Importer registration process in PH Customs drafted

Importer registration process in PH Customs drafted


The draft order covering the process of importer registration at the Philippine Bureau of Customs (BOC) has been released.

Position papers on the draft CAO, which will operationalize certain provisions of the Customs Modernization and Tariff Act (CMTA), will be accepted until April 27. A public hearing on the proposed order will also be held on the same day.

The proposed customs administrative order (CAO) covers all importers who deal directly or indirectly with BOC for the importation, movement, storage, and clearance of goods.

According to the draft, all importers must apply for registration with the BOC under a format and procedure to be outlined in a corresponding customs memorandum order (CMO).

If the importer is a corporation, cooperative, or partnership, the application should be filed and signed by one of the responsible officers. For a single proprietorship, it should be performed by the proprietor.

Under the draft order, all importers are still required to secure an accreditation with the Bureau of Internal Revenue (BIR), pursuant to Department of Finance (DOF) Department Order No. 12-2014, as amended, and in relation to BIR Memorandum Order No. 10-2014.

The BIR accreditation, or Importer’s Clearance Certificate (ICC), must then be submitted to BOC as part of the registration application.

All importers should also register with BOC’s Client Profile Registration System (CPRS), disclosing their responsible officers and designated declarants, as well as other material information.

Until the electronic data exchange is fully automated and the required transition period of two years under Section 106, Chapter 2, Title I of the CMTA passes, a declarant, other than a registered licensed customs broker, must be registered with the CPRS and authorized to act as such for only one importer.

Under Section 106—or the declarant provision—a declarant may be a consignee or a person who has the right to dispose of the goods, who can be the importer, exporter, an attorney-in-fact, or a customs broker. However, the services of customs brokers are mandatory only within two years of the law’s implementation, becoming optional after that.

Unless the Customs Commissioner rules otherwise, registration will still remain valid for three years from the date of approval, and still be subject to suspension, revocation, or cancellation.

However, in a CMO to be issued, the customs commissioner will classify registered importers by track record and compliance with customs laws, rules, and regulations for the granting of the One Time Registration Privilege.

Importers may register with the Account Management Office (AMO) or its satellite offices in various collection districts nearest to their principal place of business. All applications will be approved or disapproved by the AMO chief within 15 working days of receipt of complete documentary requirements.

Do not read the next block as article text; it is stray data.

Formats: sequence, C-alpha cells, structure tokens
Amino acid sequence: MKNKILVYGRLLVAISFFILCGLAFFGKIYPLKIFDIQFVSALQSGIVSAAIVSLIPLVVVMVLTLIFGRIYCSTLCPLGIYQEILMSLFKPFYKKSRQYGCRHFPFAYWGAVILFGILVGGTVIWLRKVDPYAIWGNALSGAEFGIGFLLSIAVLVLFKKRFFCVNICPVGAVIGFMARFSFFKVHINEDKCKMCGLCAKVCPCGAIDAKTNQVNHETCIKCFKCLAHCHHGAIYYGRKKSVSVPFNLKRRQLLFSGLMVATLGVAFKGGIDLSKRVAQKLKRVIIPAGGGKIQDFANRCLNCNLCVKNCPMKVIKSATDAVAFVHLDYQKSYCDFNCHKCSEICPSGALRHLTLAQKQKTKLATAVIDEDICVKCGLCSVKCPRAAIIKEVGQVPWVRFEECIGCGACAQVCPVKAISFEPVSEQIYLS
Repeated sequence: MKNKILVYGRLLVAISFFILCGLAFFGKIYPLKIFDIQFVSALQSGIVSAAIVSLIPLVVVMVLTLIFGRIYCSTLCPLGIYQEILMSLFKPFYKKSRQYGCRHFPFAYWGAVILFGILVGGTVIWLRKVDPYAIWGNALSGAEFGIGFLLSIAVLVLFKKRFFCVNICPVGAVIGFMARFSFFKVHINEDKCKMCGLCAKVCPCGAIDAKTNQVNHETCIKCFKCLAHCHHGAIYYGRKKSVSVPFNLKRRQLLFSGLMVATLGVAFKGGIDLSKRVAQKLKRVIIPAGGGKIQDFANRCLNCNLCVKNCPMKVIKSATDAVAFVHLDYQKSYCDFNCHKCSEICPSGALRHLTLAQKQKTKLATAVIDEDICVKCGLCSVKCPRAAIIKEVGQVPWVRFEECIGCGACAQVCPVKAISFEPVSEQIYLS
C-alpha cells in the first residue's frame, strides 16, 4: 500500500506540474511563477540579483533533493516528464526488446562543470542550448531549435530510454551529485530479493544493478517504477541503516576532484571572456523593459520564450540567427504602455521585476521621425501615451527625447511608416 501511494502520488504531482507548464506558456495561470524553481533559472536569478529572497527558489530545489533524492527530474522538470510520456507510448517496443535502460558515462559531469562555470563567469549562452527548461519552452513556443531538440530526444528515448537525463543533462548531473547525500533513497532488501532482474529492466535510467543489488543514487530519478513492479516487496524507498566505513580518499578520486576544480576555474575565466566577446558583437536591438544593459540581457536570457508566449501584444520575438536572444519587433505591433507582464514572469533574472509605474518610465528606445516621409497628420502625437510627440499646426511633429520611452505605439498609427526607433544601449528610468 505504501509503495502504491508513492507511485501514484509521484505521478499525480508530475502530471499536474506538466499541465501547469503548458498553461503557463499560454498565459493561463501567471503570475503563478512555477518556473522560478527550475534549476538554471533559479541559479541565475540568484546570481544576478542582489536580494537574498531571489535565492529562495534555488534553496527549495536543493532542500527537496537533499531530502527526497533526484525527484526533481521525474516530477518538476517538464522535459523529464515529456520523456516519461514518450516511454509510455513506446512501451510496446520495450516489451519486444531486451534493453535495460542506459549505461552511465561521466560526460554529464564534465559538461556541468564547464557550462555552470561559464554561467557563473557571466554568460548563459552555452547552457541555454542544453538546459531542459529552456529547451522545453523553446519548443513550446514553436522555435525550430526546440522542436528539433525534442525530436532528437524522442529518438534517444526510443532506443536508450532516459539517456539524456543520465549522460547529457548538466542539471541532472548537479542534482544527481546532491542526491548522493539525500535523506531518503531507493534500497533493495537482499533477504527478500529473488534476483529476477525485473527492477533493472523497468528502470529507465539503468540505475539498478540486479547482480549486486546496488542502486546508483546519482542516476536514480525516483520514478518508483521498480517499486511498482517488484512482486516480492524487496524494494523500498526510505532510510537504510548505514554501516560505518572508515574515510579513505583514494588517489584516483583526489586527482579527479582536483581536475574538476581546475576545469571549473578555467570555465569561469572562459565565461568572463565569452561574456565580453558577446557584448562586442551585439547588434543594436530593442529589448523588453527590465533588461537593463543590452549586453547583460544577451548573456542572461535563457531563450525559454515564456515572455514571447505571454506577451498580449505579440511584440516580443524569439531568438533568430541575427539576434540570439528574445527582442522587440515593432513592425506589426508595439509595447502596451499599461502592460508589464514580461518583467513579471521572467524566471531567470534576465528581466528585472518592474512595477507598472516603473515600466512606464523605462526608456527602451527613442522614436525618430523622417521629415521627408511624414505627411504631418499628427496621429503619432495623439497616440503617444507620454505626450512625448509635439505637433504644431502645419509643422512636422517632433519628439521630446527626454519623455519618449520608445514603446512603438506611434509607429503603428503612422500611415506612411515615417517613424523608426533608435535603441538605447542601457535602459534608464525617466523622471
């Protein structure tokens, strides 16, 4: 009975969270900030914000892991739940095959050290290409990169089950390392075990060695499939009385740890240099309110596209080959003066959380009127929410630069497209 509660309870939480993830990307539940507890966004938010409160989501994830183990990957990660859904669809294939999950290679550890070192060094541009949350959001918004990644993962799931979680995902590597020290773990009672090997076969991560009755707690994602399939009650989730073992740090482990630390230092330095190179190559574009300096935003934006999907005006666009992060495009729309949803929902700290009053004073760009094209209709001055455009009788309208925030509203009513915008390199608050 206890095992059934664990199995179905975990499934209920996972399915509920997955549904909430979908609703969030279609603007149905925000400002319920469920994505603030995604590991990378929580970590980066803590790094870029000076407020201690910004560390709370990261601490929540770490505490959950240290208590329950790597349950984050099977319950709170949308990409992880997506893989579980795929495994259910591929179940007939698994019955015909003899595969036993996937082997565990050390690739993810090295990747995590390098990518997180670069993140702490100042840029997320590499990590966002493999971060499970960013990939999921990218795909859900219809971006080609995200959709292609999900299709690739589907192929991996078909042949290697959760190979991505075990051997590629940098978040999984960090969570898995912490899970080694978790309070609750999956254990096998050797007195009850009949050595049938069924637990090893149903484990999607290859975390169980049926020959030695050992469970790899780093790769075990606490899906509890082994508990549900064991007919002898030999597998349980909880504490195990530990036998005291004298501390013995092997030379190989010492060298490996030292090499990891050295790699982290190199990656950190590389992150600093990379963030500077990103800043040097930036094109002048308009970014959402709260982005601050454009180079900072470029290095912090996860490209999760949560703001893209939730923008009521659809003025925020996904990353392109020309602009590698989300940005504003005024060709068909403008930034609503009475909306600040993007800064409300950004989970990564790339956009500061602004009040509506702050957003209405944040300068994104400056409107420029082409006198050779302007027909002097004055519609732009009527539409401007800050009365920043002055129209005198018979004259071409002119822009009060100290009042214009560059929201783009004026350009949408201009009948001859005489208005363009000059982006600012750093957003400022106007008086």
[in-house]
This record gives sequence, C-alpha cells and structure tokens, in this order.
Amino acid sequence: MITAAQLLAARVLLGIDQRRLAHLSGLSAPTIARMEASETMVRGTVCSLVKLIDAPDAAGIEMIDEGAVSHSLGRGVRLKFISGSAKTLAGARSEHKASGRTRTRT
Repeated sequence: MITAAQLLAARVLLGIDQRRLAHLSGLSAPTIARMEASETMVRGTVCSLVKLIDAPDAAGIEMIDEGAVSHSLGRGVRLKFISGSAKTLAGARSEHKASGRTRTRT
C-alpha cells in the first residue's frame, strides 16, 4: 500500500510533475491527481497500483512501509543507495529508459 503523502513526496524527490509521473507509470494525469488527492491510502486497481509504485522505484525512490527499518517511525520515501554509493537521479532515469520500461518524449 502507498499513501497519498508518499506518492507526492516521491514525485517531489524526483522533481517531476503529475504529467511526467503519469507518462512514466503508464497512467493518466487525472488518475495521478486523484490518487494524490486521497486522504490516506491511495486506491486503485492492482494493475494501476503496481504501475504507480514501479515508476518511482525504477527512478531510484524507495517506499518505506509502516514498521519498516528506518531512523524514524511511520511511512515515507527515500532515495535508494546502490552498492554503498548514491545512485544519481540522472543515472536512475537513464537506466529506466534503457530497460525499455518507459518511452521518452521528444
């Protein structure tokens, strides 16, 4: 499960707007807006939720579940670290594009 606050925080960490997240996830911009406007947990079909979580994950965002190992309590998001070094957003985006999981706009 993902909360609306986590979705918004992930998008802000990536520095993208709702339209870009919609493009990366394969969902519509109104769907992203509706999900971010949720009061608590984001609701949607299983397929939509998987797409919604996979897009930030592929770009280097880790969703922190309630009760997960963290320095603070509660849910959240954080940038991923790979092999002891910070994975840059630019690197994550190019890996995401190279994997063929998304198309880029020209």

Any misrepresentation is a ground for disapproval of the application and blacklisting of the importer, the draft CAO notes.

An approved registration application is automatically issued a Certificate of Registration through the CPRS.

BOC will be establishing an operational system and procedure to monitor compliance by importers to registration laws, rules, and regulations.

Importers will be held administratively liable and accountable if they commit these offenses: non-compliance with any of the responsibilities of a registered importer, and conduct of other offenses specified in a corresponding CMO. Such offenses will result in the suspension or revocation of customs registration privileges or blacklisting of the offender from further transactions with BOC.

Suspensions are to be categorized based on severity. Light offenses merit one month to six months of suspension of customs registration privileges, or a P100,000 administrative fine per month.

Less grave offenses are imposed six months and one day to one year of suspension, or P100,000 administrative fine per month. And grave offenses will lead to revocation of customs registration privileges or blacklisting from further transactions with BOC.

In a CMO to be released, BOC will include the operational procedure for importers exempted from registering in recognition of their status as distinct from other importers.

This covers the once-a-year importers, importers by parcel post or by informal entry, and the Philippine government, its agencies and instrumentalities; foreign embassies, consulates, legations, agencies of other foreign governments and international organizations with diplomatic status and recognized by the Philippine government; and business enterprises or locators of free zones. – Roumina Pablo

Image courtesy of Stuart Miles at


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